Santa Cruz Island

Feb 07, 2019 - National Geographic Endeavour II


Guests onboard the National Geographic Endeavour II spent the day exploring Santa Cruz island. We began the day by disembarking at the pier and making our way to the Charles Darwin Research Station. Guests learned about the important role that the Charles Darwin Station plays as principal investigative body and advisor to the Galapagos National Park on various fronts, including ecosystem monitoring and investigation, community outreach and education, and management practices. We learned about the Galapagos Verde 2050 project and its success in reshaping Galapagos vegetative landscapes by reforestation of endemic plant species throughout Galapagos. We visited the famous giant tortoise captive breeding program and learned about the program’s successes and failures in terms of replenishing populations that have been impacted by human presence in Galapagos. The big success story that guests learned about was Super Diego, the male giant tortoise from Española Island that - thanks to the Charles Darwin Station captive breeding program - has saved its race. At the Lonesome George exhibit, we discussed how anthropogenic impacts can be devastating to wildlife, even in Galapagos.

After our visit to the Charles Darwin Research Station, we made our way toward the highlands of Santa Cruz, along the way, guests learned about such topics as environmental management, human development and histories, and vegetative landscapes that vary dramatically within narrow altitude thresholds, (i.e., microclimates). We visited a local, family-run, organic farm called El Trapiche. Guests observed demonstrations on how the family makes coffee, brown sugar and molasses, and sugar cane rum; they even had a chance to sample and purchase the farm’s products. After our visit to the sugar cane mill, we made our way to Aquelare, a quaint farm restaurant in the highlands.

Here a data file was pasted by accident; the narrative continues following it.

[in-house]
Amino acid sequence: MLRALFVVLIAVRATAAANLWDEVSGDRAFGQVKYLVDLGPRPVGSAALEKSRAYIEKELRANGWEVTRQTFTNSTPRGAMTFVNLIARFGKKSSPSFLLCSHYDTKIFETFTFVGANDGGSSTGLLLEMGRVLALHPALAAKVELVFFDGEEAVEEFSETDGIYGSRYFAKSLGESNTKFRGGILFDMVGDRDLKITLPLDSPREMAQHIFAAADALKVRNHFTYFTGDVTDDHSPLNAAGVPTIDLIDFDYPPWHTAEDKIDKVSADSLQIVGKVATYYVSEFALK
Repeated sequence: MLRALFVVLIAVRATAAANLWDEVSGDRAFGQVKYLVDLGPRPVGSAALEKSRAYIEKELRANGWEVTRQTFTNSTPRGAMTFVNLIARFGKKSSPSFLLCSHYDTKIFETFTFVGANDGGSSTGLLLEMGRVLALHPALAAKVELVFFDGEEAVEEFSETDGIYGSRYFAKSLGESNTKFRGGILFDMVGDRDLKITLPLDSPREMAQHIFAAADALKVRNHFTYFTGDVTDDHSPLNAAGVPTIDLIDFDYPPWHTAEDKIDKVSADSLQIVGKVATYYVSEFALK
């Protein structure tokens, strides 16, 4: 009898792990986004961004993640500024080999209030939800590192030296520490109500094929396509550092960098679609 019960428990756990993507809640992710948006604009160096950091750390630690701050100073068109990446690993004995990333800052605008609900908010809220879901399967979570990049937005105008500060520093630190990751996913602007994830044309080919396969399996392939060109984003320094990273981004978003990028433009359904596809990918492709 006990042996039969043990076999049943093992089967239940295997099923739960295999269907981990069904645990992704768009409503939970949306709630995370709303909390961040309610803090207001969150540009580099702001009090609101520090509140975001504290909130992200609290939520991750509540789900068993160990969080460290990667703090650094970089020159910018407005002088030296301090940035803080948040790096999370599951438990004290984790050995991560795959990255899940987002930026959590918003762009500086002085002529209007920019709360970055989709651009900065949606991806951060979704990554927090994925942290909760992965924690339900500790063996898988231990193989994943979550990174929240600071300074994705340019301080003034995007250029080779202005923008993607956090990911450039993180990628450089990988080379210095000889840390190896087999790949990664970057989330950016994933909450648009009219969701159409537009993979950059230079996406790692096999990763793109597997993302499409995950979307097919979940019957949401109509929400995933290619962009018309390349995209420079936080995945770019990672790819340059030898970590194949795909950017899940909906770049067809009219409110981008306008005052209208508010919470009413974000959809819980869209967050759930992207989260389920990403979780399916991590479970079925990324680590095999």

After lunch, guests had yet another chance to view Galapagos giant tortoises in their natural habitat at El Chato II. We discussed behavioral ecology and evolutionary history of the impressive creatures while observing them at only 6 feet of distance. This was a fantastic opportunity for photography, as each guest could observe and enjoy their very own giant tortoise. We traversed hollowed lava flows from previous eruptions known as lava tunnels.

After our visit to El Chato II, guests has an opportunity to spend a bit more time in the town of Puerto Ayora to enjoy a beverage, purchase souvenirs, and observe some of the local Galapagos culture. Artisans came onboard in the early evening to demonstrate how they make their handicrafts; this is a special opportunity for guests to interact with the artists. After dinner, we enjoyed a music and dance performance from local artists, with guests joining in on the dancing.

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About the Author

Alexandra Widman

Naturalist

Alexandra grew up on the southeast coast of the United States. She has a deep love for the ocean that stems from her childhood spent surfing, kayaking, diving and fishing on the Intracoastal Waterway. Alexandra has lived on San Cristóbal Island for the past 6 years, having fallen in love with Galápagos the moment she arrived as a fledgling marine ecologist. She holds a bachelor’s degree in marine biology and a master’s in environmental science and management from the University of California Santa Barbara.

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